#RSAC: The Lasting Impact of the COVID Pandemic on Privacy

The pandemic has forever changed people’s relationship with technology, and with it their expectations of user privacy, according to a pair of privacy experts speaking at the 2021 RSA Conference on May 19.

Julie Brill, chief privacy officer at Microsoft, noted that during the pandemic increasing numbers of people came to realize that they can work from home, learn from home, and socialize and still be deeply productive. With that increased reliance on technology has come growing awareness and concern about the privacy implications of different technologies and online services.

“People are saying more and more that they’re concerned about how their data is being used and that they want more privacy,” Brill said. “They want companies to do more, and they want governments to do more, to ensure that their data is well protected.”

While access to online services has been a way of life during the pandemic, Brill emphasized that the pandemic should not be the reason why people are being asked to give up their privacy. In her view, it should be the case that companies that are providing online tools to schools, community groups and other end users need to be thinking about ensuring they are providing trusted technology.

In the absence of a comprehensive privacy law, which is still the state of affairs in the US, Brill said that it’s critical that groups and individuals can trust the technologies they are using to go about daily life.

People’s relationship to who they are and how they want to be portrayed has often been framed in the context of control, empowerment and engagement.Julie Brill

Defining Privacy Harm

A key challenge with privacy is precisely determining how it is violated in the eyes of the law, in terms of harm that can occur that is quantifiable, according to Danielle Citron, Jefferson Scholars Foundation Schenck Distinguished Professor in Law at the  University of Virginia.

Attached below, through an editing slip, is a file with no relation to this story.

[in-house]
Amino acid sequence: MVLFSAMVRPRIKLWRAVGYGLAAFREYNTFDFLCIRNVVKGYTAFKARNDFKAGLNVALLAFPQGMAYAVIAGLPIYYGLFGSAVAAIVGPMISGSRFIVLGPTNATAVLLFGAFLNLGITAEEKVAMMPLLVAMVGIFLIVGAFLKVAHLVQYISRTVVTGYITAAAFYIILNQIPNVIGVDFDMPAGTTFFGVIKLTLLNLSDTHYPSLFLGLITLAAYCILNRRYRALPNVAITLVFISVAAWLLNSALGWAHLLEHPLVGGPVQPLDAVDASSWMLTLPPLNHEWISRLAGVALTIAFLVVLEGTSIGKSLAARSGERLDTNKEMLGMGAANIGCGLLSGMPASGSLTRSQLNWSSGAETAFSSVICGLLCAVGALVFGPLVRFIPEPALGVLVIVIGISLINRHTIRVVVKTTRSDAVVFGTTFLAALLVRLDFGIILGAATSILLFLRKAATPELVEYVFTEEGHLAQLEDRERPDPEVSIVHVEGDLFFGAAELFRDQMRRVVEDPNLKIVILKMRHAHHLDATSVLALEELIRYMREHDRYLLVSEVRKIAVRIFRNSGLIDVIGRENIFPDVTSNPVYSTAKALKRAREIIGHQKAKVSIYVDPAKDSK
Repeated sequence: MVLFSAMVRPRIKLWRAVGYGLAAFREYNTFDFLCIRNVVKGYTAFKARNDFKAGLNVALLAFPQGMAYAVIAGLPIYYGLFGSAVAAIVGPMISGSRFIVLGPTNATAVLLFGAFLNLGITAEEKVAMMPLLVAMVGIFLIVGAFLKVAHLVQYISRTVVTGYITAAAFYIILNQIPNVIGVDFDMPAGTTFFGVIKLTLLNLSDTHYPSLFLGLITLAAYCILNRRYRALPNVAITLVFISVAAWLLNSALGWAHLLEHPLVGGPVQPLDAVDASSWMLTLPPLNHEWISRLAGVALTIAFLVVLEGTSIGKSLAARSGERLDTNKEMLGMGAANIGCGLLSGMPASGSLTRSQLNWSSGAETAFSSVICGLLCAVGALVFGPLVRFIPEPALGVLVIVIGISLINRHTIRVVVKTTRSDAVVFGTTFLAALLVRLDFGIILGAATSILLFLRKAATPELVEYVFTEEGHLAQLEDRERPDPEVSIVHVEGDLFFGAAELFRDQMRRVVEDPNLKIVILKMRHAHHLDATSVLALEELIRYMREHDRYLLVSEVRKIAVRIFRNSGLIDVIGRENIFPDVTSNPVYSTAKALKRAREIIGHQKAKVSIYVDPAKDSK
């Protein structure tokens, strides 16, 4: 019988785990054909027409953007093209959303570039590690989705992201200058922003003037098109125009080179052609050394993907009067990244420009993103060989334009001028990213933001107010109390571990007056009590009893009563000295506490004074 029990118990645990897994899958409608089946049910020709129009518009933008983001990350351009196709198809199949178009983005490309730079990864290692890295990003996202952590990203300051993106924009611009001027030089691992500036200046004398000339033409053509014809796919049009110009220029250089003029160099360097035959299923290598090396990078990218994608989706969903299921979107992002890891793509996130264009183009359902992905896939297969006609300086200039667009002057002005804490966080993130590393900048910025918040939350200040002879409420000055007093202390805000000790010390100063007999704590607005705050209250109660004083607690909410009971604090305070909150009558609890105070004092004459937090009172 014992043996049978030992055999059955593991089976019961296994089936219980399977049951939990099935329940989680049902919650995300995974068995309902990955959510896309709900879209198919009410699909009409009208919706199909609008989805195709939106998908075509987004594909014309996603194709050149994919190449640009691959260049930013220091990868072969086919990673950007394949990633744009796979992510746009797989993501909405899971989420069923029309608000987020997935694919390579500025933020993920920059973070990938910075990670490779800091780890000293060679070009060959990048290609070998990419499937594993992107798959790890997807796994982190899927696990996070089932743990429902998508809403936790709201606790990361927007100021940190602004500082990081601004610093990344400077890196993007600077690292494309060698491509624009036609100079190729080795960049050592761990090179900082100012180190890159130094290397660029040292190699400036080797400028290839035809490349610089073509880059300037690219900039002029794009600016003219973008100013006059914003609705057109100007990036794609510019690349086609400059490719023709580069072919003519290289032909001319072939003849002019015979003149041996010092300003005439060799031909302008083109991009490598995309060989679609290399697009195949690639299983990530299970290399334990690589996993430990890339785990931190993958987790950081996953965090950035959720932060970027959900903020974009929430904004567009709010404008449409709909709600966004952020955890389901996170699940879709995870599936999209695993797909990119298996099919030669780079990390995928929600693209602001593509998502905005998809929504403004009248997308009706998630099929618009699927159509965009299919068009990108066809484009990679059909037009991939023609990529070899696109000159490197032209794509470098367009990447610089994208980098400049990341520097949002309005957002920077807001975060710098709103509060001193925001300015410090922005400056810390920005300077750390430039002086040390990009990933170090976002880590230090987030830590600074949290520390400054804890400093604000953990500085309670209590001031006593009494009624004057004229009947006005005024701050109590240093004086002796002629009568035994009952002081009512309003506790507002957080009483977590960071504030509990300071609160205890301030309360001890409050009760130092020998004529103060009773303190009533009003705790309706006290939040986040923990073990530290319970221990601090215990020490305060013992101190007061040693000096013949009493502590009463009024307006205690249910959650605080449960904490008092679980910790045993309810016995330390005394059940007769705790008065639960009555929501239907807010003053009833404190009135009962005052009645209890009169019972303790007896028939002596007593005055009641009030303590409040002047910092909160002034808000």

Citron observed that existing privacy laws in the US are not well suited to the problems of the 21st century. She noted that privacy laws that exist were made in an era when there was mass media publishing stories about people and advertisers using someone’s face without permission.

“Now so many of our 21st-century problems are about the collection, the use and the sale of information,” Citron said. “Tort law and civil claims haven’t quite caught up, and courts really insist upon really tangible harms that are financial and physical.”

The Promise of Privacy Laws

In Brill’s view, emerging standards and privacy laws such as the European Union’s GDPR are positive steps.

While there isn’t yet a national data privacy rule in the US, there are currently multiple rules in different states, including California and Virginia, with more to come in the months ahead. Brill said that she sees a lot of hopes and aspirations for privacy laws for a few reasons.

Brill commented that privacy laws are about choosing when the individual wants to engage and having the ability to choose how their personal data is used. In her strong view, privacy is a fundamental right and foundational to other basic human rights.

“People’s relationship to who they are and how they want to be portrayed has often been framed in the context of control, empowerment and engagement,” Brill said. “And when you really think about it, that’s what privacy laws are about.”

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